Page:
The interior is accessible in this mode via a hatch built into the top just for flight display, which is a really slick touch since they could have left it with the lift-up tower as the only access, especially with the hatch housing a pull-out missile launcher. Inside the body, the details are VERY Star Warsy, and every wall and bulkhead and even the facade door in the back would feel right at home on a Star Destroyer. It's all dark gunmetal gray plastic, but a lot of the surfaces have sculpted controls or paneling, and the few stickers inside bring it more to life. The interior also sports the only lights, a pair of red LEDs which signal the alert status, it's a nice touch but feels like there could have been another light crammed into the exterior. The interior of the cockpit is white plastic and is an oddity, it's a pair of standing seats in front of each other, you have to bend the figure's legs and knees partway to get them to fit, but they're still standing. Yet it looks alright as it is, it gets away with it, and the interior is chock full of sculpted tech detailing; that said, I did have to spread the figure's arms out to the side to keep him from rattling around in his seat.
The figure is a new-helmet, new-body phase-I Clone Pilot whose paint is essentially Oddball, except with black logos on the shoulders. I don't love the new body for pilots, the lack of mid-torso jointing and the tight hip jointing limits their sitting potential, but at least there's not much sitting required for this cockpit. As I mentioned above, Pilot here comes with a long rifle which is stored in the wing, the rifle is odd in that it's light gray.
As a collector, this thing is a hard pill to swallow at $80, it's a lot like the Imperial Shuttle in weaknesses in that it really can't hold as many figures as its large, unwieldy footprint demands since the wings really take up a lot of budget. And since it's not from the movies, it's also not as easy to find a place for in a pure-collector collection. But it isn't bad, and if you dig the Clone Wars, it's a lot easier to enjoy as a collector because it's in so many episodes, and despite its transformation potential, there aren't any significant visual compromises hampering it.
Now, as a "fun" perspective:
The RAS is big and heavy like an expensive SW toy should be, yet it also feels fairly solid in vehicle mode despite every major element transforming. It's not bad to whoosh for an adult, but I cannot guess whether it'd be possible for a kid, though I doubt it. The vehicle mode is your standard modern SW vehicle, and as mentioned above, it has space for 2 in the cockpit and another handful in the interior. But it definitely will need parental assistance with assembly, I have already seen a number of reviews online from casual consumers decrying the difficult wing assembly (although I do think they're being a bit over-the-top considering they don't want it to be flimsy junk nor do they want to spend another $40 in a larger package that will more likely result in broken parts).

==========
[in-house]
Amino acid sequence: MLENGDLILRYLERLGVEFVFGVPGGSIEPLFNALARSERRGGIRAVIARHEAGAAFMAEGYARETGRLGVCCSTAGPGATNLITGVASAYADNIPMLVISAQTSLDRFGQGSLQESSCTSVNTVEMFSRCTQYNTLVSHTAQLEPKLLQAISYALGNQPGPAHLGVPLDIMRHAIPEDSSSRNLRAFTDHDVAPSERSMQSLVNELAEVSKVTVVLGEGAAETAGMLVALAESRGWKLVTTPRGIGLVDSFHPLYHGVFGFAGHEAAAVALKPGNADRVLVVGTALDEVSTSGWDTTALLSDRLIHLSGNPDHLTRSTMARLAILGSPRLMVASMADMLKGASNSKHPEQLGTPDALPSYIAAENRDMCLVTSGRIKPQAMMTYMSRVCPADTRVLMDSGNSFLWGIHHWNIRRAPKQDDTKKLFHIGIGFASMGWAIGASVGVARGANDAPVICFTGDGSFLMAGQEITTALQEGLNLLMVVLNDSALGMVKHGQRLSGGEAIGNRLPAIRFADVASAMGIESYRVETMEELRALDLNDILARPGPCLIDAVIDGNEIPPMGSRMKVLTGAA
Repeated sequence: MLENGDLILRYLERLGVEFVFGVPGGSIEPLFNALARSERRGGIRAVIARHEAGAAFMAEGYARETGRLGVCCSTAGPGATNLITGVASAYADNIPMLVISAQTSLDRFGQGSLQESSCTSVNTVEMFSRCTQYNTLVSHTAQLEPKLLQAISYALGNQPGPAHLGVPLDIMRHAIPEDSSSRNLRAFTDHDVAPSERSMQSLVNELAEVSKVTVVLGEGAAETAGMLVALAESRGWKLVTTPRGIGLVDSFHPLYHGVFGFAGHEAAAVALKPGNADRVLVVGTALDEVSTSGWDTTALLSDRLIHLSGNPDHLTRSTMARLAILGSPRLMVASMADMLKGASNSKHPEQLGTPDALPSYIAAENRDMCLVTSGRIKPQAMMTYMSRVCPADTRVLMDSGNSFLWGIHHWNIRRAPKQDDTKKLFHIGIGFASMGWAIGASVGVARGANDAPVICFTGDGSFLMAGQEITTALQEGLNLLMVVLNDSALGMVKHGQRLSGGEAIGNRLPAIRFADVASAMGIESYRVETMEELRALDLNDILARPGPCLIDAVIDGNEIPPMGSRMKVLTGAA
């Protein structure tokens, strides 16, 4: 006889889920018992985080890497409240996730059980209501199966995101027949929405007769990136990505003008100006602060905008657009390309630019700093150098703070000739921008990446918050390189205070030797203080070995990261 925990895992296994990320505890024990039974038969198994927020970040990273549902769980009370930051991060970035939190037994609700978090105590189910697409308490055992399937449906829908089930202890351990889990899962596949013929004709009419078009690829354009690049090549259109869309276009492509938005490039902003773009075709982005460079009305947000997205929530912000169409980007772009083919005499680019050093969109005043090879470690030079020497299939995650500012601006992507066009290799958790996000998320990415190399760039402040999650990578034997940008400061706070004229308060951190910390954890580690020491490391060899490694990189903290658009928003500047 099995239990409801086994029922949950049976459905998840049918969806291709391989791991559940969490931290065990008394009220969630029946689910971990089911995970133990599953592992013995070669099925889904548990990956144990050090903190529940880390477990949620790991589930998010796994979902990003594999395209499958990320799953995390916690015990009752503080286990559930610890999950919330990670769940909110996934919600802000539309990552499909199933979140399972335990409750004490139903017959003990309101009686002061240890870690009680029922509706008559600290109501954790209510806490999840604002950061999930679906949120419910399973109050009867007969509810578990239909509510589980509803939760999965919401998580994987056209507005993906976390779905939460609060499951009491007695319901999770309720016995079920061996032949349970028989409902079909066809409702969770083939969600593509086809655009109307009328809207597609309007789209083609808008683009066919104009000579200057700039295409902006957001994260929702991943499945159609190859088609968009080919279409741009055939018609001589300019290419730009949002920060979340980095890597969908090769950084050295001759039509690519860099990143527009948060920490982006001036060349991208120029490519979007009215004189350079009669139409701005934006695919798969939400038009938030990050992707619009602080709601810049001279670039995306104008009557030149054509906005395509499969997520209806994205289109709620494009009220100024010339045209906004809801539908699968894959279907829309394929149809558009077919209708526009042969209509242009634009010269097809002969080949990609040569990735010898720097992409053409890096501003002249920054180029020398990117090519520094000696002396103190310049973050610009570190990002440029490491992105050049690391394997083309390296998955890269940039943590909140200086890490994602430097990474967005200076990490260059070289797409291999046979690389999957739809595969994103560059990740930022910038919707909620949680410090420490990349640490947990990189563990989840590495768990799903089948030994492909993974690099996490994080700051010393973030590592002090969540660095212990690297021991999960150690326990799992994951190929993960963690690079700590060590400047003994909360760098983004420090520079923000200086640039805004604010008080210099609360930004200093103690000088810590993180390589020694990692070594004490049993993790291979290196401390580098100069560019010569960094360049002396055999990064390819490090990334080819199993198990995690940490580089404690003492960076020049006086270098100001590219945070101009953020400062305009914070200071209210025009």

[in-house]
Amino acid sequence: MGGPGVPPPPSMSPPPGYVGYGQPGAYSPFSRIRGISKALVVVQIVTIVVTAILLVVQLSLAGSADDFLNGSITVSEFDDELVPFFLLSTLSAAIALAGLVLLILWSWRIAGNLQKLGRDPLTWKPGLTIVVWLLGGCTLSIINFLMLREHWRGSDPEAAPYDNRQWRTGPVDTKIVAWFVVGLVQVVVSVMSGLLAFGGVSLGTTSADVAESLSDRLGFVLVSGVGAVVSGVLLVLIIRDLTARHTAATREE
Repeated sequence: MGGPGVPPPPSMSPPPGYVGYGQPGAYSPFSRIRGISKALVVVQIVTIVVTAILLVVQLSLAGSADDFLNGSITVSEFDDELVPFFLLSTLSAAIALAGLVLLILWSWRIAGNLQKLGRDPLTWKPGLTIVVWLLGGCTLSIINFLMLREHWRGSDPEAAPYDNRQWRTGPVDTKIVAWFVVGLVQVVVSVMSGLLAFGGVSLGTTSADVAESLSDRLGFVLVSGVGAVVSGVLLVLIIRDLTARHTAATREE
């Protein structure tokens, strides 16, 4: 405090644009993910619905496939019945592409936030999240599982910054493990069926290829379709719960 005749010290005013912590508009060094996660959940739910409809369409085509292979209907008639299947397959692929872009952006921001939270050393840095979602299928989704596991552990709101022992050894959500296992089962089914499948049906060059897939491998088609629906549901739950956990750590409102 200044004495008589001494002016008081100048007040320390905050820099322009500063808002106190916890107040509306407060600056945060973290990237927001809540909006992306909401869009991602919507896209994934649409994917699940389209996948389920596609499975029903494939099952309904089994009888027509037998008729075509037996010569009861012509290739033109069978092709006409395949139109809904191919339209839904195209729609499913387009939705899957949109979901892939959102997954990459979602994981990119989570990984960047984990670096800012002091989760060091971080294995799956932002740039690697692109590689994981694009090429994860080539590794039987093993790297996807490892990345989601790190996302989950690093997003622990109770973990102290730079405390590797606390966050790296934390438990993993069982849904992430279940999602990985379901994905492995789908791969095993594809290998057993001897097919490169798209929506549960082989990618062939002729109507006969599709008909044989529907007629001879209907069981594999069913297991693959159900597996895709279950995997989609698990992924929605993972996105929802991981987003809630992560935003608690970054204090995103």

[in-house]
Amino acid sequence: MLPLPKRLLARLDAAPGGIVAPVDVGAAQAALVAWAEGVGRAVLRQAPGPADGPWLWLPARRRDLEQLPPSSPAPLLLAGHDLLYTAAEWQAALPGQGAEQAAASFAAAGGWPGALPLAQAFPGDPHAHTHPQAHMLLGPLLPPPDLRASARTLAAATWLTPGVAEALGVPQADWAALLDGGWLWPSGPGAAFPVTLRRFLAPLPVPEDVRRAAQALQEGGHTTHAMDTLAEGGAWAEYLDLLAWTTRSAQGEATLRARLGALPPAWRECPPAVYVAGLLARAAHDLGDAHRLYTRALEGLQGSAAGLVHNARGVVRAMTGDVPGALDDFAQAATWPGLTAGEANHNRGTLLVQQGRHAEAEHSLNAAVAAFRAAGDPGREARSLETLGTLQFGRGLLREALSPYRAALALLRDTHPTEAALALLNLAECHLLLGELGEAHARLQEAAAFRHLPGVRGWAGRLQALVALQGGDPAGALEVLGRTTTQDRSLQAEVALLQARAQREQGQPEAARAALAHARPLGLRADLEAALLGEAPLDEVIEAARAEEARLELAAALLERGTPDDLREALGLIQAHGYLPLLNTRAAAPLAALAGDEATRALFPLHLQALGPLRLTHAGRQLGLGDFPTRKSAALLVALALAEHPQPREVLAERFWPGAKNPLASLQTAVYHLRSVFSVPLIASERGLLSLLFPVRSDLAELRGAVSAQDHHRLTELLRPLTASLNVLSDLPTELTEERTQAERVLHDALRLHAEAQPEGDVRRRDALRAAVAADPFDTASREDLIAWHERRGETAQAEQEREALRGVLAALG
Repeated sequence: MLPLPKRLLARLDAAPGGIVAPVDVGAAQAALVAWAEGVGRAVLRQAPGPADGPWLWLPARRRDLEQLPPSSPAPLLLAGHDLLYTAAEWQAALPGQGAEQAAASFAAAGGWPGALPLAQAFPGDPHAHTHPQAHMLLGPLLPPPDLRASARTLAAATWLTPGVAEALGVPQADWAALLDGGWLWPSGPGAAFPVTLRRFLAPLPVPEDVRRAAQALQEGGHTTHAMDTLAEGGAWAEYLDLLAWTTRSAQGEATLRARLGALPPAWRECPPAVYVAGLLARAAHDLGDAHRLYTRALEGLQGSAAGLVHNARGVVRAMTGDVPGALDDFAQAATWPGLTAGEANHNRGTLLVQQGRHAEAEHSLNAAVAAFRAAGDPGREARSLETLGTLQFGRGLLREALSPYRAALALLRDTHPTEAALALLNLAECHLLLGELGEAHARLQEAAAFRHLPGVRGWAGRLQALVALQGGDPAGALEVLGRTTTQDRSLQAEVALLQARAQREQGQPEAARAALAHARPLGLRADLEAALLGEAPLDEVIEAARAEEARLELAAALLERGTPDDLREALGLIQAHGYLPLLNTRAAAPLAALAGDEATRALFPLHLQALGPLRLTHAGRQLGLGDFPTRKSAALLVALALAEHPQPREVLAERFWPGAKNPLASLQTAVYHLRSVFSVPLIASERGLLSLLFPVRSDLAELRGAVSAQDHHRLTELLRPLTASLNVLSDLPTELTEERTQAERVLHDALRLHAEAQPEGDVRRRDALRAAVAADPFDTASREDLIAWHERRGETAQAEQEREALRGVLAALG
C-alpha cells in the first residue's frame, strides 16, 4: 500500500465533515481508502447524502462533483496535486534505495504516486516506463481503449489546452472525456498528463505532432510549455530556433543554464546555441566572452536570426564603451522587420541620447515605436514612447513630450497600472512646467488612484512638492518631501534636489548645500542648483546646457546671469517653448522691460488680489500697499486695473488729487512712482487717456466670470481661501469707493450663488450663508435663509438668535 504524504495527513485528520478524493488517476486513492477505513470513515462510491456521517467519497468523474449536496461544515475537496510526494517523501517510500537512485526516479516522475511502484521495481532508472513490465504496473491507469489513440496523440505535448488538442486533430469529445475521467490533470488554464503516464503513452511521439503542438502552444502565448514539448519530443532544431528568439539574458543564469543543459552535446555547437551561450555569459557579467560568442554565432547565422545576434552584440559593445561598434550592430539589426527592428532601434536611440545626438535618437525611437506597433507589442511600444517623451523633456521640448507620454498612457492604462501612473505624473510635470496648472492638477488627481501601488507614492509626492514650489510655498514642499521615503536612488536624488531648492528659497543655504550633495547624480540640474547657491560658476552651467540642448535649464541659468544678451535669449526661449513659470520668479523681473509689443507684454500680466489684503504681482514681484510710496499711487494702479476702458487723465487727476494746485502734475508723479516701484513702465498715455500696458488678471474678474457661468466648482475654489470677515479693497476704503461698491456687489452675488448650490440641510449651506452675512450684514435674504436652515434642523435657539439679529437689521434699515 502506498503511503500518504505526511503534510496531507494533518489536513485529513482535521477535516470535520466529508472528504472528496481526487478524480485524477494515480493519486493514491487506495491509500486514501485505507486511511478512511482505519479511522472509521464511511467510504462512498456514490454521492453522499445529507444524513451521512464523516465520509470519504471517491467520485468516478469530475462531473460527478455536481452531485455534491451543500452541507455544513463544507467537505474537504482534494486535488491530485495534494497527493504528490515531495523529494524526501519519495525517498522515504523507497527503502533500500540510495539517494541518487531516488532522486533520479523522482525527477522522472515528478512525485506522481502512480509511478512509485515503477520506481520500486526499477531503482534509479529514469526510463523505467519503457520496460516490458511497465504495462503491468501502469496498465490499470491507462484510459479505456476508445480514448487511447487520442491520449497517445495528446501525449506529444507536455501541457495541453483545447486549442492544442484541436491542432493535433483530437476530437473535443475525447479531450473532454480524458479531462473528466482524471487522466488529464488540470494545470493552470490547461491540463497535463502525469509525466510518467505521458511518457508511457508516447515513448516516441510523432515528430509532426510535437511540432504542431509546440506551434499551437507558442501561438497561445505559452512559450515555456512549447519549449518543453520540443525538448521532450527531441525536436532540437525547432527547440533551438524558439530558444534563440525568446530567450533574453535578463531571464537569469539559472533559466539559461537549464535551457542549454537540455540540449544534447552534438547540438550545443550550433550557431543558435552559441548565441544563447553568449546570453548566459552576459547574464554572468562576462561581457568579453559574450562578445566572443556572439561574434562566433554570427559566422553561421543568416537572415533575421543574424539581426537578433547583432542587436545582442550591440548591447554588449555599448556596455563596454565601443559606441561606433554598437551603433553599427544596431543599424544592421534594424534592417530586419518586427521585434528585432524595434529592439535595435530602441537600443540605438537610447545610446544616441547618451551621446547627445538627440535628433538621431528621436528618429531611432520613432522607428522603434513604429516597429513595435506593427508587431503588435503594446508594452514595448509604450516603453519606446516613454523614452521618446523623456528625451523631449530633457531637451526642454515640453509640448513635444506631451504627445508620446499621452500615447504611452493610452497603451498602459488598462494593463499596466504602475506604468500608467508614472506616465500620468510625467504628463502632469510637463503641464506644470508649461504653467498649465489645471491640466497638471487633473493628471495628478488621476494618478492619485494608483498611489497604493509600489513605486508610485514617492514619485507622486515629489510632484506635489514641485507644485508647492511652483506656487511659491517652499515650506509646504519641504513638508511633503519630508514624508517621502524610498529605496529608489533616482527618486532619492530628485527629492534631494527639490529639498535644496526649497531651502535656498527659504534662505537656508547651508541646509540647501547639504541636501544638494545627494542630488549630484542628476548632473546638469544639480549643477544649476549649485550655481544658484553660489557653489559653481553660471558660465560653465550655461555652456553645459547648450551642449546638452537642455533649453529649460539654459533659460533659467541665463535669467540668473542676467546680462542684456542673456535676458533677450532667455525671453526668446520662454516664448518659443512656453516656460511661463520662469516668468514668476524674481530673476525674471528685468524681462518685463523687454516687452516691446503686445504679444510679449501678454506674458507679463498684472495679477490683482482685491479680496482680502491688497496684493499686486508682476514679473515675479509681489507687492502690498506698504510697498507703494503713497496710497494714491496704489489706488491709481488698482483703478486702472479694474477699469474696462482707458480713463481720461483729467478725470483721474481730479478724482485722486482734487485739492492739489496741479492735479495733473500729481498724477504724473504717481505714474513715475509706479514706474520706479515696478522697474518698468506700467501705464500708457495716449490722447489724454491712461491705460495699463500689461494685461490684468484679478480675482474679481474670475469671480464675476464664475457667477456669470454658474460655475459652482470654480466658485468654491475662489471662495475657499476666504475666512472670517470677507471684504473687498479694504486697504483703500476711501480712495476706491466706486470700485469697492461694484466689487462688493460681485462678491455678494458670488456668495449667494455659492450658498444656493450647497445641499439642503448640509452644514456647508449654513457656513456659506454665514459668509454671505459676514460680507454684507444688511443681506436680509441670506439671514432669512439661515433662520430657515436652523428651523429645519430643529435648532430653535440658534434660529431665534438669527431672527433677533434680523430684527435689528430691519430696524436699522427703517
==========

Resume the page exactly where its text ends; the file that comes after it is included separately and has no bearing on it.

Transformation is quite detailed, there's something going on pretty much everywhere. The back becomes the front of the base, the part that the enemy faces, so first you pull out the pair of white cannons out from the engine. Then, a slider built into the top releases the tower so you can pull it up. The tower uses a heavy, loud ratchet to stand upright or go past upright - there's enough play in that joint that there's never a perfect upright, but either before or past the point it'll stand well and won't look too far off - then a missile launcher hinges out of the now-front on an arm, and can be angled up, down, or straight. Out the top of the tower, the pair of cannons slide out and reveal a hinge and rotation joint on either one. Laying the wings flat is easy, each hinge has a specific stop for it, and it's flush with the vehicle's landing legs, then the face of each wing is pulled up to act as an armor plate behind which to hide plenty of troops, and at the plate end there's a flip-around cannon to aim at the enemy. Panels aside the main body are spring-loaded, pressing each one's corresponding button sends them open, and from inside spring out a large missile launcher on a long arm on either side. The cockpit can be lifted straight up and set aside to reveal the main body's fold-out boarding ramp. The cockpit becomes a scout craft, with fold-down wings and a drop-down thruster engine, and a blaster behind the canopy is hinged to be used here, as well as a hole behind it to sit a figure to act as gunner - the gunner station is simple, but there's actually a little sculpting in there despite not really being able to be seen.